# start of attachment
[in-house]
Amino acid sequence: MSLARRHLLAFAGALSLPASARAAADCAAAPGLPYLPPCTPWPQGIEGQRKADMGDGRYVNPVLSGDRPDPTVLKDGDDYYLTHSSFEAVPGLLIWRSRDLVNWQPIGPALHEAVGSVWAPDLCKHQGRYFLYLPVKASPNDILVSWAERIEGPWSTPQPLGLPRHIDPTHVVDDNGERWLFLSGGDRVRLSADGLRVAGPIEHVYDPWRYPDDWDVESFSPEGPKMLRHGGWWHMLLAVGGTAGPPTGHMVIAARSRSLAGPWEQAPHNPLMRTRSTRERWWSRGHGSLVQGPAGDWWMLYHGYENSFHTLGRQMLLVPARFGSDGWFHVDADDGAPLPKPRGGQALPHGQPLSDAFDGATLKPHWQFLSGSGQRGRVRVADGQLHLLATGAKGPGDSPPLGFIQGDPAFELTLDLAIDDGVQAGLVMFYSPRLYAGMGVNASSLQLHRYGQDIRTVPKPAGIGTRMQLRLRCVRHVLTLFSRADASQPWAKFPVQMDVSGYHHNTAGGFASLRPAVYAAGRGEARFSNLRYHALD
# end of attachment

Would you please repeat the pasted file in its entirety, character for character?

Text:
[in-house]
Amino acid sequence: MSLARRHLLAFAGALSLPASARAAADCAAAPGLPYLPPCTPWPQGIEGQRKADMGDGRYVNPVLSGDRPDPTVLKDGDDYYLTHSSFEAVPGLLIWRSRDLVNWQPIGPALHEAVGSVWAPDLCKHQGRYFLYLPVKASPNDILVSWAERIEGPWSTPQPLGLPRHIDPTHVVDDNGERWLFLSGGDRVRLSADGLRVAGPIEHVYDPWRYPDDWDVESFSPEGPKMLRHGGWWHMLLAVGGTAGPPTGHMVIAARSRSLAGPWEQAPHNPLMRTRSTRERWWSRGHGSLVQGPAGDWWMLYHGYENSFHTLGRQMLLVPARFGSDGWFHVDADDGAPLPKPRGGQALPHGQPLSDAFDGATLKPHWQFLSGSGQRGRVRVADGQLHLLATGAKGPGDSPPLGFIQGDPAFELTLDLAIDDGVQAGLVMFYSPRLYAGMGVNASSLQLHRYGQDIRTVPKPAGIGTRMQLRLRCVRHVLTLFSRADASQPWAKFPVQMDVSGYHHNTAGGFASLRPAVYAAGRGEARFSNLRYHALD